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The Lanz Bulldog was a tractor manufactured by Heinrich Lanz AG in Mannheim, Baden-Württemberg, Germany. Production started in 1921 and various versions of the Bulldog were produced up to 1960. John Deere purchased Lanz in 1956 and started using the name "John Deere-Lanz" for the Lanz product line. A few years after the Bulldog was discontinued the Lanz name fell into disuse. The Lanz Bulldog was one of the most popular German tractors, with over 220,000 of them produced in its long production life. The name "Bulldog" is widely used in Germany as a synonym for tractors even today, especially in Bavaria.
The Bulldog was a simple and easily maintained vehicle due primarily to its simple, single cylinder, horizontal, two-stroke, hot bulb engine. Initially the engine was a 6.3 litre, 12 horsepower unit, but as the Bulldog evolved the engine was increased to 10.3 litres and 55 horsepower. While hot bulb engines were crude, they were easy to maintain and could burn a wide variety of low grade fuels – even waste oils.
Bulldogs were also produced in Spain by Lanz Iberica S.A. at Getafe near Madrid. A total of 17,100 tractors was built from 1956 to 1963.
The Bulldog was copied in various other countries, sometimes under license, sometimes not:
"Le Percheron" was a licensed copy of the 25 HP hot-bulb Bulldog, built by Société Nationale de Construction Aeronautic du Centre (SNCAC) at Colombe in France from about 1939. It is believed that nearly 3,700 were built before production ceased in 1956.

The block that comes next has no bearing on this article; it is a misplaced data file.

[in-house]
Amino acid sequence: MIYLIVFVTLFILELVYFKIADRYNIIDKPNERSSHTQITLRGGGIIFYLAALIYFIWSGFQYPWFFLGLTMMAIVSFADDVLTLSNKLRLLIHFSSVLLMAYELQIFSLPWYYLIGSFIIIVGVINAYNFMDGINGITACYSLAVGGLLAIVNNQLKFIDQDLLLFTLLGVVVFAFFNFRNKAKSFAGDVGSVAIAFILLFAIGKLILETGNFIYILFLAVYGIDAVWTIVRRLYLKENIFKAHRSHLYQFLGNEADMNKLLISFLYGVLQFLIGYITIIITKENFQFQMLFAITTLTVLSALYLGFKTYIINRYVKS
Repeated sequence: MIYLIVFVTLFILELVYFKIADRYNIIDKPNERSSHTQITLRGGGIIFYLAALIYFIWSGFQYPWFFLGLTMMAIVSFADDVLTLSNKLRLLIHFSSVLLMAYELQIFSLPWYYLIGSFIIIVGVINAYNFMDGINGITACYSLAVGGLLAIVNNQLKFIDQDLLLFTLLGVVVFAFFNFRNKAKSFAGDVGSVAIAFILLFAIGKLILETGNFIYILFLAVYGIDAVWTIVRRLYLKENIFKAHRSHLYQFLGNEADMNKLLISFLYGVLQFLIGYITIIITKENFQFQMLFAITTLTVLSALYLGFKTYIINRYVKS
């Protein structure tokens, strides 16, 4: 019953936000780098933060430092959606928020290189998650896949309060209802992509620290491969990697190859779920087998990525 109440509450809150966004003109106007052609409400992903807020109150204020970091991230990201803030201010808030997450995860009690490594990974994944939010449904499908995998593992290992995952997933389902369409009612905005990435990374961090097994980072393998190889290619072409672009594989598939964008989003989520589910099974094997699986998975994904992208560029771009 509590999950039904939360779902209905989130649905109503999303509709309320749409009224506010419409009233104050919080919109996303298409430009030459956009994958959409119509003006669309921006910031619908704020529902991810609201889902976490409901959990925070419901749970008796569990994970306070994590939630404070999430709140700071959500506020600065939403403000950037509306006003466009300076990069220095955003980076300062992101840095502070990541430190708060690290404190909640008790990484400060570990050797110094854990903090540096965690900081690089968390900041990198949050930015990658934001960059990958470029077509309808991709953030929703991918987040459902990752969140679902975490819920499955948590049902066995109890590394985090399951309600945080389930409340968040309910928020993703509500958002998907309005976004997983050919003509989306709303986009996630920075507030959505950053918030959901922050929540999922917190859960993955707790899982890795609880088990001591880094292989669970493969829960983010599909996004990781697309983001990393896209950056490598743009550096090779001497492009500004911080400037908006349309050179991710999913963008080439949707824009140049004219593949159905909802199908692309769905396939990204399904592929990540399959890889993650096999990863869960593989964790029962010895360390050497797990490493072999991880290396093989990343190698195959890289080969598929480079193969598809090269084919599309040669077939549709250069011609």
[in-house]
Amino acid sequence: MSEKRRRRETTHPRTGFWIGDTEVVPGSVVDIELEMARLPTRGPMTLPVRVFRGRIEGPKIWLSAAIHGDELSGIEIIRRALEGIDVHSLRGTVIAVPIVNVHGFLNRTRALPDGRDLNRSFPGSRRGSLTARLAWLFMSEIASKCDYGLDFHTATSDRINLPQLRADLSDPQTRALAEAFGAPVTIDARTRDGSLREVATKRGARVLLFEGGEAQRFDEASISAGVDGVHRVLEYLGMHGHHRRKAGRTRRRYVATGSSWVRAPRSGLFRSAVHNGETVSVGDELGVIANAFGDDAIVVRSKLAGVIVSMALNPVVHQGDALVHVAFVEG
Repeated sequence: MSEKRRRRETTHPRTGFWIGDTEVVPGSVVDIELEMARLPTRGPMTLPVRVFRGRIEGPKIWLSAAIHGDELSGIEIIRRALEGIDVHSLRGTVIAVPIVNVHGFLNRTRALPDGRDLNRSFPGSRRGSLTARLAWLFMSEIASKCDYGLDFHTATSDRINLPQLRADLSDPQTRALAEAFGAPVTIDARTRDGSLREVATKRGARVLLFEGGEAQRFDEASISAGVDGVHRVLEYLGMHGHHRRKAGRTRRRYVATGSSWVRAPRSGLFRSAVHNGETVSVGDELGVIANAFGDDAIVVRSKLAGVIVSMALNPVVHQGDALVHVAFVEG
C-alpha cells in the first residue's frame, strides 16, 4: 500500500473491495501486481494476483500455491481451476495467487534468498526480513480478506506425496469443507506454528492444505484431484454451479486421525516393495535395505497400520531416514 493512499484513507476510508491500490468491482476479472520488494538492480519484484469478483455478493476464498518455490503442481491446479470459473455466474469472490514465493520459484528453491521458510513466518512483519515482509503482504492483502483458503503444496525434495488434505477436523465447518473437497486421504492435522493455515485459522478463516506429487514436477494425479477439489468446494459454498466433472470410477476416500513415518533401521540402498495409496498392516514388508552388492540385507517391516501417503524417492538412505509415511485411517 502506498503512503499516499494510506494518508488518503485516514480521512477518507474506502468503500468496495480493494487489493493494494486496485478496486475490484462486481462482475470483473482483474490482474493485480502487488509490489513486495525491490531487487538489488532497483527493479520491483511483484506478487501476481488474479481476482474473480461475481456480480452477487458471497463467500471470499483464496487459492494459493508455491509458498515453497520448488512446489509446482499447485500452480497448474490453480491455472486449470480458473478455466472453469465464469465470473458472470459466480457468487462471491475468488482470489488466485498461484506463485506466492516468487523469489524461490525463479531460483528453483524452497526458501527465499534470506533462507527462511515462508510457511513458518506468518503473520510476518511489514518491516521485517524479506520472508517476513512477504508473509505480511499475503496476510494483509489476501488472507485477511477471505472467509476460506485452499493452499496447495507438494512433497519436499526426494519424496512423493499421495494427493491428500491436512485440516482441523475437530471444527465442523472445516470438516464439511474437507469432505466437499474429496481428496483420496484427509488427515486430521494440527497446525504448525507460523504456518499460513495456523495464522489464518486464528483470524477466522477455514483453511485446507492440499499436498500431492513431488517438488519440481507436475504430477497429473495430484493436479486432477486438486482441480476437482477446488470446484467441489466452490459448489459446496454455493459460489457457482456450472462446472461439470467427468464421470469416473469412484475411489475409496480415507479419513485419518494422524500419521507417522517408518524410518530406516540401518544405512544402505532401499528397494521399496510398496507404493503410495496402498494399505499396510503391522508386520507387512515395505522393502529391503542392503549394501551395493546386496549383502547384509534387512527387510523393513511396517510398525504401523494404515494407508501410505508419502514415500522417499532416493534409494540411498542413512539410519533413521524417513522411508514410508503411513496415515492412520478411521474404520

The KL Bulldog was produced by Kelly & Lewis of Springvale, Victoria, Australia from 1948 to December 1952. Just over 860 were built, based on the 35 HP Model N Bulldog.
Ursus produced a copy of the 45 HP Bulldog at the ZMU factory (Zaklady Mechanicze Ursus) in Warsaw in Poland from 1947, called the C-45. This was replaced by the C451 in 1957. About 55,000 Ursus Bulldogs were built from 1947 until 1965.
In 1951 a copy of the 55 HP Bulldog was produced by Industrias Aeronáuticas y Mecánicas del Estado in Argentina. The tractor was called "El Pampa" and the badge on the front read IAME. From 1955 the tractor was produced by Dirección Nacional de Fabricaciones e Investigaciones Aeronáuticas and the badge was changed to DINFIA. A total of 3,760 Pampas were produced from 1951 to 1960.
The Bulldog is similar to other European hot-bulb tractors produced contemporaneously, such as SF Vierzon in France, Landini in Italy and HSCS in Hungary. It is also similar to the Field Marshall produced in England, except that the Field Marshall has a vaporing plate inside the engine instead of the conventional hot-bulb, and required ignition papers to aid starting instead of the external blow lamp.
|Wikimedia Commons has media related to Lanz Bulldog.|
- Lanz tractor and its relationship with the Pampa tractor made in Argentina
- German WP article about the Lanz company: de:Heinrich Lanz AG